This study explored the implementation of lung cancer screening with low-dose computed tomography (CT) in primary care. The study’s two goals included exploring the implementation of lung cancer screening primary care in the context of integrating a decision aid into the electronic health record and a designing of implementation strategies that target hypothesized mechanics of change and context-specific barriers. The two phases included a Qualitative Analysis phase including semi-structured interviews with primary care physicians to elicit key task behaviors, and an Implementation Strategy Design phase consisting of defining implementation strategies and hypothesizing causal pathways to improve screening with a decision aid. Fourteen interviews were conducted and out of that 3 key task behaviors and four behavioral determinants emerged. Strategies included increasing provider self-efficacy toward performing shared decision making and using the decision aid, improving provider performance expectancy, increasing social influence, and addressing key facilitators to using the decision aid.
Citation: Reese TJ, Schlechter CR, Kramer H . Implementing lung cancer screening in primary care: needs assessment and implementation strategy design. Transl Behav Med 2022 Feb 16;12(2):187-97. doi: 10.1093/tbm/ibab115..
Keywords: Cancer: Lung Cancer, Cancer, Primary Care, Screening, Implementation, Decision Making
Schuttner L, Hockett Sherlock S, Simons C
Factors affecting primary care physician decision-making for patients with complex multimorbidity: a qualitative interview study.
Researchers sought to describe factors affecting physician decision-making when care planning for complex patients with multimorbidity within the team-based, patient-centered medical home setting in the integrated healthcare system of the U.S. Department of Veterans Affairs, the Veterans Health Administration (VHA). They found that primary care physicians described internal, external, and relationship-based factors that affected their care planning for high-risk and complex patients with multimorbidity in the VHA.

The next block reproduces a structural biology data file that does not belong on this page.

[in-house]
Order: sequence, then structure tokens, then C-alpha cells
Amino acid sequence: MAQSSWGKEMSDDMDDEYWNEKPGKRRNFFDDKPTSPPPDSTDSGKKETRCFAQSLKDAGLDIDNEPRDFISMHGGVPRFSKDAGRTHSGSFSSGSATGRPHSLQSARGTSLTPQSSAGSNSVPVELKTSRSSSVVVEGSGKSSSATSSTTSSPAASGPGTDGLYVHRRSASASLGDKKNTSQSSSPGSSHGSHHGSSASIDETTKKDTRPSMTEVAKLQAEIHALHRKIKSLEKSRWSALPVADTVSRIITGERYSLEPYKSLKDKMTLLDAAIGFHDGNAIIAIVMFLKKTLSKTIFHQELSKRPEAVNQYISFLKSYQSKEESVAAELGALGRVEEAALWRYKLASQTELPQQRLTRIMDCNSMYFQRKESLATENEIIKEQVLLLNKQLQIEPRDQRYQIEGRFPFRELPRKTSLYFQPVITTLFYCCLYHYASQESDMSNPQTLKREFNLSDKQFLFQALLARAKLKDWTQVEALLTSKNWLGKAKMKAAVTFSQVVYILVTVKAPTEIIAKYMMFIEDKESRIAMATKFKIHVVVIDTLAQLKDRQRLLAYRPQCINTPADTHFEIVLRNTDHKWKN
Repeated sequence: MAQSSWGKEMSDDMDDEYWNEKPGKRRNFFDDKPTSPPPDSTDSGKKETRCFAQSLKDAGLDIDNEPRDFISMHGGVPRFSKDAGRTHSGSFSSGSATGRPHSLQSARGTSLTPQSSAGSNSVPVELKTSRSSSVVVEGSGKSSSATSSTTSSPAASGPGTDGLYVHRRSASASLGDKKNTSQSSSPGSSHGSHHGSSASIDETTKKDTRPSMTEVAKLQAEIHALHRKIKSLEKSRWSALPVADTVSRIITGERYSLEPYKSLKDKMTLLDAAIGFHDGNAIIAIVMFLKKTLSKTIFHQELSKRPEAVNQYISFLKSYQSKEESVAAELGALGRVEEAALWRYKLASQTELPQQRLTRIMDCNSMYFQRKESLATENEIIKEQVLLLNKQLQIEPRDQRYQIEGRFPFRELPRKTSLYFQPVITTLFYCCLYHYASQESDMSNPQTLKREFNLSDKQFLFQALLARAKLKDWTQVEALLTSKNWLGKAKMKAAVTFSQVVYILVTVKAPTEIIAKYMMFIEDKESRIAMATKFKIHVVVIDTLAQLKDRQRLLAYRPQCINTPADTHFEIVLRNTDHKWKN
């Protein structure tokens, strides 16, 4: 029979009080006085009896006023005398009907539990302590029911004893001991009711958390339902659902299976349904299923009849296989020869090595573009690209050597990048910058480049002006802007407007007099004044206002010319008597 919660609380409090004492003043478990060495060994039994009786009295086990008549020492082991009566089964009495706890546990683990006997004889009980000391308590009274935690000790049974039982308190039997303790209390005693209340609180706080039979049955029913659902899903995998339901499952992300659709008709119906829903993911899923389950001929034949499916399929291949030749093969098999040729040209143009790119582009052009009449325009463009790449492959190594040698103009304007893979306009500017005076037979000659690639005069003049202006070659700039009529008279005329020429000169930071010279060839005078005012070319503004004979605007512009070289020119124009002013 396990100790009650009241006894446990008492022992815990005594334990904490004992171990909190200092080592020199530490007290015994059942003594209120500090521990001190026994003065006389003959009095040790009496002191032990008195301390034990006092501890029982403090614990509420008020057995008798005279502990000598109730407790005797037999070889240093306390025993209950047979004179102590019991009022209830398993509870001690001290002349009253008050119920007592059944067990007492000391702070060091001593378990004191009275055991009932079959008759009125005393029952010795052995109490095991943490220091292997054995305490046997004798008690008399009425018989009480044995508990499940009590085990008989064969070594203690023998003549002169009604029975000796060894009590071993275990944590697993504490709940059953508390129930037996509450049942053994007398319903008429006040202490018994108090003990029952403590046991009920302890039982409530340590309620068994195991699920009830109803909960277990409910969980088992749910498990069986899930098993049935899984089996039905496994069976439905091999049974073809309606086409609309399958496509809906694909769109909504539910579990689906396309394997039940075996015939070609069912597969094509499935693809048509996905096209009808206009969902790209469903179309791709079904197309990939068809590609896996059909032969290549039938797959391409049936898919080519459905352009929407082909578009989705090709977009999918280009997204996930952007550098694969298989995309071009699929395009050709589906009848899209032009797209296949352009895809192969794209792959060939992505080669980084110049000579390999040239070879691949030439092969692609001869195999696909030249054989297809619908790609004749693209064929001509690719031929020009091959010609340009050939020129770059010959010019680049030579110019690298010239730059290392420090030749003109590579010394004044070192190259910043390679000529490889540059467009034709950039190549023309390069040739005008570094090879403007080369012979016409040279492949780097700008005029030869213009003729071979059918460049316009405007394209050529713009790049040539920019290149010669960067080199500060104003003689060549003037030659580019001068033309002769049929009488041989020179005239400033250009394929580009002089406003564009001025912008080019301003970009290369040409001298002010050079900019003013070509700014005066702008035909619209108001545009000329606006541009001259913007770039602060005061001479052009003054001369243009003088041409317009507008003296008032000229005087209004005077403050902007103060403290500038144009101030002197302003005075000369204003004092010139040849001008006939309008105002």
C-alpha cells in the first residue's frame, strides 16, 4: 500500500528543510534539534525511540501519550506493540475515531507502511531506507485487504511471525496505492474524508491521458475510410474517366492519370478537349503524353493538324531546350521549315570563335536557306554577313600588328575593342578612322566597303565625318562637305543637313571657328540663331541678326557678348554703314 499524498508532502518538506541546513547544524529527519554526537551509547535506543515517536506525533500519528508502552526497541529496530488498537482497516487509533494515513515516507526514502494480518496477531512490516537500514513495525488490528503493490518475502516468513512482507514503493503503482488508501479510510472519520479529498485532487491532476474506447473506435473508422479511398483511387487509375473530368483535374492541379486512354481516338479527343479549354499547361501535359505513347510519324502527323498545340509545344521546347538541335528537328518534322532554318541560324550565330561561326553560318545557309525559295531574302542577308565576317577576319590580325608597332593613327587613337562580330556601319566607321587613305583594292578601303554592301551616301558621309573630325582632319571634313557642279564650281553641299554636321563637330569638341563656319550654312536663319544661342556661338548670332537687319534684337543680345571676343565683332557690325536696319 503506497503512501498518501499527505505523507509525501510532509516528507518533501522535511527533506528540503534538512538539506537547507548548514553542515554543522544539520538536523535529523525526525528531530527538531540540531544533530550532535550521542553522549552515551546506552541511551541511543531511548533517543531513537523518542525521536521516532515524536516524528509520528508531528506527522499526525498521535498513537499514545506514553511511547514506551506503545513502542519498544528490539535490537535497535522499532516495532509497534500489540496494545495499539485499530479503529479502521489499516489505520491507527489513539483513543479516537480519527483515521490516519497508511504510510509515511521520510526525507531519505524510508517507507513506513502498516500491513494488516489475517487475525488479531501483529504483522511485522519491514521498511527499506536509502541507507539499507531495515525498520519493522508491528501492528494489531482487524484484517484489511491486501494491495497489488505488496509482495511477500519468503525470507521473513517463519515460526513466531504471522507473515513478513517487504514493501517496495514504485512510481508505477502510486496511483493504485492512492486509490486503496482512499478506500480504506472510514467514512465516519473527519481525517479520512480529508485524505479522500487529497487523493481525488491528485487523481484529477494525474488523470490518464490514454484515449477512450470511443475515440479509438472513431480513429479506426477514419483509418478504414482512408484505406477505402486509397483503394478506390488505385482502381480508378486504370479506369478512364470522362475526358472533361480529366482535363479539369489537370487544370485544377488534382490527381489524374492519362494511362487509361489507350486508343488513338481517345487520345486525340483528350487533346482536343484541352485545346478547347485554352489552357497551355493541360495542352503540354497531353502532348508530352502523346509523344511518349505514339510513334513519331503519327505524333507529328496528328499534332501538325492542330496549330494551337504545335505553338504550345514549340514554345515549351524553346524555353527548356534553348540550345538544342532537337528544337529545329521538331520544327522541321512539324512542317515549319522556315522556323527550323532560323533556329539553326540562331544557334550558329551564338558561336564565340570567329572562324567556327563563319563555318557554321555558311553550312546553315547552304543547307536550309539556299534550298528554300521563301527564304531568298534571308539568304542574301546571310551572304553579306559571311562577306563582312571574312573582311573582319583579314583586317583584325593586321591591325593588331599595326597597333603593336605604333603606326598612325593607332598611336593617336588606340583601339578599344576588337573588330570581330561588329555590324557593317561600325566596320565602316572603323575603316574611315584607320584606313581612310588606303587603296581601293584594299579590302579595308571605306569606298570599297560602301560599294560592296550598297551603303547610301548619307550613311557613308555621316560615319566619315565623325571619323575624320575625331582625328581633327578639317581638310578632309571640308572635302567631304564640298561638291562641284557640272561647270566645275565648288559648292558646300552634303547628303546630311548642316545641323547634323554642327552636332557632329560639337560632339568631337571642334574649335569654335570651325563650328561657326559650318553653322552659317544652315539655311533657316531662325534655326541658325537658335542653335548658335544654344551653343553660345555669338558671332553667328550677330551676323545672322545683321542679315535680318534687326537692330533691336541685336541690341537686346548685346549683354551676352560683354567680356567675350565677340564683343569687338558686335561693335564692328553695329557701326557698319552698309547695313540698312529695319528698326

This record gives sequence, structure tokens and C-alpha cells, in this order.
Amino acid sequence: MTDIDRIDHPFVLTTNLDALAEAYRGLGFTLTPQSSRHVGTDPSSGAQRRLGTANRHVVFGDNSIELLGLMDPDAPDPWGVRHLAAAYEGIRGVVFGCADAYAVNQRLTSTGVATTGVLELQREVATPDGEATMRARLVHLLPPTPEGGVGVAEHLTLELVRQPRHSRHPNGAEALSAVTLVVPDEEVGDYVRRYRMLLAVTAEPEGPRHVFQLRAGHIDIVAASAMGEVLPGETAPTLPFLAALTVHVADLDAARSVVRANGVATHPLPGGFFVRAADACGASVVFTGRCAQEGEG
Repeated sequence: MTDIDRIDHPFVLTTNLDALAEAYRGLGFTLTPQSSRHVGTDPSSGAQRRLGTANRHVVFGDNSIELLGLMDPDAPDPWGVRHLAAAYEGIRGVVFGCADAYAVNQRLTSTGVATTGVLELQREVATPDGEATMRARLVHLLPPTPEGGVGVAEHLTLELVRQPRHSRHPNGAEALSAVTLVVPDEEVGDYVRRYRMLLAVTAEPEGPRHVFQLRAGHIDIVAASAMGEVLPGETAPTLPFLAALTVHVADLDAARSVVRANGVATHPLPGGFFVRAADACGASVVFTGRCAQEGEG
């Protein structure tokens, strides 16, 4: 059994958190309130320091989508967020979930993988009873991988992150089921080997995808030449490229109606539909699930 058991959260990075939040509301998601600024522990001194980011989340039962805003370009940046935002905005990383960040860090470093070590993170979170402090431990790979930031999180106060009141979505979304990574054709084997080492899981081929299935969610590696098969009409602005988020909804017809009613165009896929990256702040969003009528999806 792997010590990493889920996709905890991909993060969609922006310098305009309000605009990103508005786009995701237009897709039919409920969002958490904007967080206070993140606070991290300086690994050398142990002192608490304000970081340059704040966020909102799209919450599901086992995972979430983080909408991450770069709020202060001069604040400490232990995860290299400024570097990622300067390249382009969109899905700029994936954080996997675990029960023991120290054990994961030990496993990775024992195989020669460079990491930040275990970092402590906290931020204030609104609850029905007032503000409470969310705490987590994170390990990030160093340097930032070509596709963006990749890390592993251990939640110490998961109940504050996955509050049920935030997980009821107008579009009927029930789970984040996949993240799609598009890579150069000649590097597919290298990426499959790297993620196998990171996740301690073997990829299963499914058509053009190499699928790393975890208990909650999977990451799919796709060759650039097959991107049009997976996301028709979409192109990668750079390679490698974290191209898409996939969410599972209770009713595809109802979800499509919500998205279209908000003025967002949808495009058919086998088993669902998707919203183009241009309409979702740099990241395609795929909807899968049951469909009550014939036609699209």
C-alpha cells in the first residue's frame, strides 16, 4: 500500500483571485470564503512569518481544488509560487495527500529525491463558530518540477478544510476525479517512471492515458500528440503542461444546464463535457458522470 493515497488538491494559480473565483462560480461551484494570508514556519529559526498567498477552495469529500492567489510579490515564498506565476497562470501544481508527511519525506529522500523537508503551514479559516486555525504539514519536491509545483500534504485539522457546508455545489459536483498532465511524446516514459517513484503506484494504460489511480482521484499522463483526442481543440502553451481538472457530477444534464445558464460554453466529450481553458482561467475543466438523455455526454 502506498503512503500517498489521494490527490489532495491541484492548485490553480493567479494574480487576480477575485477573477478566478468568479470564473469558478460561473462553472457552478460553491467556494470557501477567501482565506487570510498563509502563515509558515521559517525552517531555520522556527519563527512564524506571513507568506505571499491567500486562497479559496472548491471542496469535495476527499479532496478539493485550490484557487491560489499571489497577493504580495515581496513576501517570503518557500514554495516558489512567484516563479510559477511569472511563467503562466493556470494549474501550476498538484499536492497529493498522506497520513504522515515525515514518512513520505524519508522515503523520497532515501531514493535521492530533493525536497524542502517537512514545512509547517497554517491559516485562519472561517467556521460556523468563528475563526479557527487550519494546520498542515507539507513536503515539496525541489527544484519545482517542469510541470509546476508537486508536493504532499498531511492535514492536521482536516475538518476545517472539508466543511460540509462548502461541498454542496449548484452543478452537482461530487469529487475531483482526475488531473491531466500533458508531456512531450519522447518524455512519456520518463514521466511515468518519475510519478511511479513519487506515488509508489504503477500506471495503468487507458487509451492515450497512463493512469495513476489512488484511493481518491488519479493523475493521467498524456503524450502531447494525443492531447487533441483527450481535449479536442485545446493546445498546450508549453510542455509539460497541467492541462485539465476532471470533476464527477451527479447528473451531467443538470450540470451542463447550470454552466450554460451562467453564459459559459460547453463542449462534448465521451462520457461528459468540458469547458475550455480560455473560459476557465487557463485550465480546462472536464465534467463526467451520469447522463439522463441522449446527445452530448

Citation: Schuttner L, Hockett Sherlock S, Simons C . Factors affecting primary care physician decision-making for patients with complex multimorbidity: a qualitative interview study. BMC Prim Care 2022 Feb 5;23(1):25. doi: 10.1186/s12875-022-01633-x..
Keywords: Primary Care, Decision Making, Chronic Conditions, Patient-Centered Healthcare
Graber J, Lockhart S, Matlock DD
"This is not negotiable. You need to do this…": a directed content analysis of decision making in rehabilitation after knee arthroplasty.
In this qualitative study, researchers sought to understand patients' and physical therapists' perspectives related to decision making during outpatient rehabilitation after total knee arthroplasty (TKA) and further to describe potential barriers and opportunities for shared decision making (SDM) in this setting. They found that physical therapists described using decision-making strategies with varying levels of patient involvement, while both patients and physical therapists described barriers to routine use of SDM in the outpatient setting. They also presented actionable strategies for overcoming these barriers for providers and organizations seeking consistently to use SDM in outpatient TKA rehabilitation.
Citation: Graber J, Lockhart S, Matlock DD . "This is not negotiable. You need to do this…": a directed content analysis of decision making in rehabilitation after knee arthroplasty. J Eval Clin Pract 2022 Feb;28(1):99-107. doi: 10.1111/jep.13591..
Keywords: Decision Making, Rehabilitation, Orthopedics, Surgery, Patient-Centered Healthcare
Kunneman M, Branda ME, Ridgeway JL
Making sense of diabetes medication decisions: a mixed methods cluster randomized trial using a conversation aid intervention.
The purpose of this trial was to determine the effectiveness of a shared decision-making (SDM) tool versus guideline-informed usual care in translating evidence into primary care, and to explore how use of the tool changed patient perspectives about diabetes medication decision making. Findings showed that using an SDM conversation aid improved patient knowledge and involvement in SDM without impacting treatment choice, encounter length, medication adherence, or improved diabetes control in patients with type 2 diabetes.
Citation: Kunneman M, Branda ME, Ridgeway JL . Making sense of diabetes medication decisions: a mixed methods cluster randomized trial using a conversation aid intervention. Endocrine 2022 Feb;75(2):377-91. doi: 10.1007/s12020-021-02861-4..
Keywords: Diabetes, Medication, Decision Making, Patient-Centered Healthcare, Clinician-Patient Communication, Chronic Conditions
Rosenthal M, Poling J, Wec A
"Medication is just one piece of the whole puzzle": how nursing homes change their use of antipsychotic medications.